Recycling Fabric

Recycling fabric
  • It is an established fact that people buy more clothing per person per year than 10 years ago.
  • It is also a fact that we do not keep garments for as long anymore due to various reasons, low quality being but one.
  • Conclusion: we throw textiles away at such a rate that we are smothering the earth in it!

The obvious solution is to Reduce, Re-use, and Recycle. Having already discussed the first two “R’s”, we now focus on recycling.

recycling fabric

Textiles being sorted at a recycling factory in Malaysia

Both natural and synthetic textiles can, and should be recycled.

While natural fibres are bio-degradable and will decompose in landfill over time, the chemical processes items have gone through can release harmful substances such as heavy metals into the environment. Synthetics, on the other hand, never decompose, so they sit around forever, releasing toxic gases and methane.

recycling fabric

Apparel is cut up for turning into industrial cleaning cloths

Cotton & silk can be used to make wiping cloths for a range of industries from automotive to mining, and for use in paper manufacture.

Fibre reclamation mills grade incoming natural textiles into type and colour. The colour sorting means no re-dying has to take place, saving energy and pollutants. The textiles are shredded into “shoddy” fibres and blended with other selected fibres, depending on the intended end use of the recycled yarn. The blended mixture is carded (disentangled, cleaned and intermixed to produce a continuous web) and spun ready for weaving or knitting. Fibres can also be compressed for mattress production.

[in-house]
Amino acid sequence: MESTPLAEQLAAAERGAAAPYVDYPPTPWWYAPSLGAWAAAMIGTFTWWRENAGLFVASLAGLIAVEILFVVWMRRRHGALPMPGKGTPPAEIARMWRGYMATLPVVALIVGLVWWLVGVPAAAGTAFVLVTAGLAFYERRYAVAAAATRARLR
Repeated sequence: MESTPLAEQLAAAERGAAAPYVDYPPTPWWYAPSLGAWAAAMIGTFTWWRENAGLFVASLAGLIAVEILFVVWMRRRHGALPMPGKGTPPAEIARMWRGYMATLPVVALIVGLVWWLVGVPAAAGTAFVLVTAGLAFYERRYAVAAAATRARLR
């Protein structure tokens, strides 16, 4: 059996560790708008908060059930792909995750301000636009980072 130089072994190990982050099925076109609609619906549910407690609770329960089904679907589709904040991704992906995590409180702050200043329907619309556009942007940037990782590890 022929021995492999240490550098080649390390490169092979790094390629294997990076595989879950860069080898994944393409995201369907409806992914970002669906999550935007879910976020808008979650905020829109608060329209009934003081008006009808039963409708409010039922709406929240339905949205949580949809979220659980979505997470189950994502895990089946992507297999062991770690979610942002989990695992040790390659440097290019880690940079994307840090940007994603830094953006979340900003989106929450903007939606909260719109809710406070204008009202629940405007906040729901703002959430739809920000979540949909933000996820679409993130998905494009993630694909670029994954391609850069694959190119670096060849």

recycling fabric

Textile grade polyester chips

In the case of polyester-based textiles, garments are shredded and then granulated, and processed into polyester chips. These are subsequently melted and used to create new fibres for use in new polyester fabrics.

recycling fabric

Insulation material made out of recycled cotton – mostly jeans

Unwearable clothing can be sold to the ‘flocking’ industry to be shredded for fillers in car insulation, roofing felts, loudspeaker cones, panel linings, furniture padding, etc.

So you see, no textile needs to go to waste.